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US, India United Against Terrorism - 2001-10-03


The United States says its global campaign against terrorism will target the kind of violence that occurred Monday in the Indian state of Kashmir. Secretary of State Colin Powell made the declaration after meeting with Indian Foreign Minister Jaswant Singh.

Secretary Powell expressed his condolences to Minister Singh over the car bomb explosion that killed 38 people outside the Kashmir state legislature in Srinagar on Monday. Indian officials say those responsible for the violence are linked to Osama bin Laden and his al-Qaida network, the group the United States blames for the recent terrorist attacks in New York and Washington.

Mr. Powell called the Kashmir explosion a heinous terrorist act and the kind of terrorism the United States and India are united against.

"We are going after terrorism in a comprehensive way," Mr. Powell said, " not just in the present instance of al-Qaida and Osama bin Laden, but terrorism as it affects nations around the world, to include terrorism that affects India."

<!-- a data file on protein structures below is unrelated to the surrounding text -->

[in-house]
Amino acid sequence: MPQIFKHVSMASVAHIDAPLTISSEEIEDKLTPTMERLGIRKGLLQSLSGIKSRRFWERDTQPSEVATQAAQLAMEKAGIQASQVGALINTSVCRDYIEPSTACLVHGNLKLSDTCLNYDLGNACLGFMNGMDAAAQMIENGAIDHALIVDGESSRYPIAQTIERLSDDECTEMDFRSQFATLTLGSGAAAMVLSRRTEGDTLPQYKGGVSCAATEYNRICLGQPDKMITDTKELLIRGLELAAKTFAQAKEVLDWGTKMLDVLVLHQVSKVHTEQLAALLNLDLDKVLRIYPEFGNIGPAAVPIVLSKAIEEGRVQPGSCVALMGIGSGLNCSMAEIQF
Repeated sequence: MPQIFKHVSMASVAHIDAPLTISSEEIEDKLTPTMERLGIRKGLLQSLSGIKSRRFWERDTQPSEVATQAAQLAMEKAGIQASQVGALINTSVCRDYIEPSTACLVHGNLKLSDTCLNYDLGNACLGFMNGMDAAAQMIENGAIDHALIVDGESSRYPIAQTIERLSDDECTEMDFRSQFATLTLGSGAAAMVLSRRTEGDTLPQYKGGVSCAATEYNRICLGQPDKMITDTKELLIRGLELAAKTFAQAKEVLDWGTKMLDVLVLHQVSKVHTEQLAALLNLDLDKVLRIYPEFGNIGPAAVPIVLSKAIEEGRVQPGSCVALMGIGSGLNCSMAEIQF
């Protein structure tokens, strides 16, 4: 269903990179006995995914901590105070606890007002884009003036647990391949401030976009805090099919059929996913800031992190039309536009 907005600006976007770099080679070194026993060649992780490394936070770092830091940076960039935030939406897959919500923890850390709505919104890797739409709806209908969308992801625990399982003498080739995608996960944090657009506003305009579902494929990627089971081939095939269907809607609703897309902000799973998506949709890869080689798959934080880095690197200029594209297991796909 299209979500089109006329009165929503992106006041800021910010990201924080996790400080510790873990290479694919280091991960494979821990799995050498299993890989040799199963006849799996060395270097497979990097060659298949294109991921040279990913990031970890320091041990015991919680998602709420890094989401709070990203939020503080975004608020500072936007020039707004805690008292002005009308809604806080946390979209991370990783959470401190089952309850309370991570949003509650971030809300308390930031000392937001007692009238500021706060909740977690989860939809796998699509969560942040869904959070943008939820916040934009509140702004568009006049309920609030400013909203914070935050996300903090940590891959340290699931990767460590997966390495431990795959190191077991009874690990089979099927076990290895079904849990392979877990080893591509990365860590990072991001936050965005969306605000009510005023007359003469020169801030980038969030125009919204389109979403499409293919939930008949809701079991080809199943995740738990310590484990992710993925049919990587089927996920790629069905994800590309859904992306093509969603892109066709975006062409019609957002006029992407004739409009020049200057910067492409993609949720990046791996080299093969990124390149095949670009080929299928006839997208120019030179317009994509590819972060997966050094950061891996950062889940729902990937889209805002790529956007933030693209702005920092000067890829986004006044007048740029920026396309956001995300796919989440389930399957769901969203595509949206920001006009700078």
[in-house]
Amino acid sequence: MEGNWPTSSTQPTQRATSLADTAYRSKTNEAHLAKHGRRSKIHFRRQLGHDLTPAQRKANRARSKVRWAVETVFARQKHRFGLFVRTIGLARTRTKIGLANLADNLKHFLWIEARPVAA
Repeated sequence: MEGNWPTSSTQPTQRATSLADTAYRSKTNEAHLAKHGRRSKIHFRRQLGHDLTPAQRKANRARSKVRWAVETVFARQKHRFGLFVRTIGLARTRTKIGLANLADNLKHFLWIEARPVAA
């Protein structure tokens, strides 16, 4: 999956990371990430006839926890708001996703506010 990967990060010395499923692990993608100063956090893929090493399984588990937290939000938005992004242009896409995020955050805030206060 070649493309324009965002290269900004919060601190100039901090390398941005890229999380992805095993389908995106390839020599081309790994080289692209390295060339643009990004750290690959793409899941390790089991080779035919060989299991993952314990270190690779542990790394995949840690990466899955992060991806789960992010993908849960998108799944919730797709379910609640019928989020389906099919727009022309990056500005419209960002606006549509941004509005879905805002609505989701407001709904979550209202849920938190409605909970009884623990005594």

India accuses Pakistan of supporting the separatist Islamic militants who carried out the Kashmir bombing. But the United States has embraced Pakistan in its campaign against terrorism and Osama bin Laden. For its part, Pakistan has expressed its wariness over efforts to suppress the militants in the disputed region.

The question underscores the diplomatic sensitivities Washington must negotiate as it builds a global anti-terrorist coalition.

The Indian government has been unequivocal in blaming Pakistan for Monday's attack, but Mr. Singh was more restrained when speaking to reporters.

"If the leadership of Pakistan were to abandon the path of violence and terrorism and join the rest of the international community in its fight against this evil, it would be a development that India would welcome," said Mr. Singh.

In addition to meeting with Secretary of State Powell, the Indian minister held talks with President Bush's national security advisor, Condoleezza Rice, and, briefly, with Mr. Bush himself.

He arrived in Washington after spending Monday with New York Mayor Rudolph Giuliani inspecting the rubble of the collapsed World Trade Center, where about 200 Indians died in the September 11 terrorist attack.

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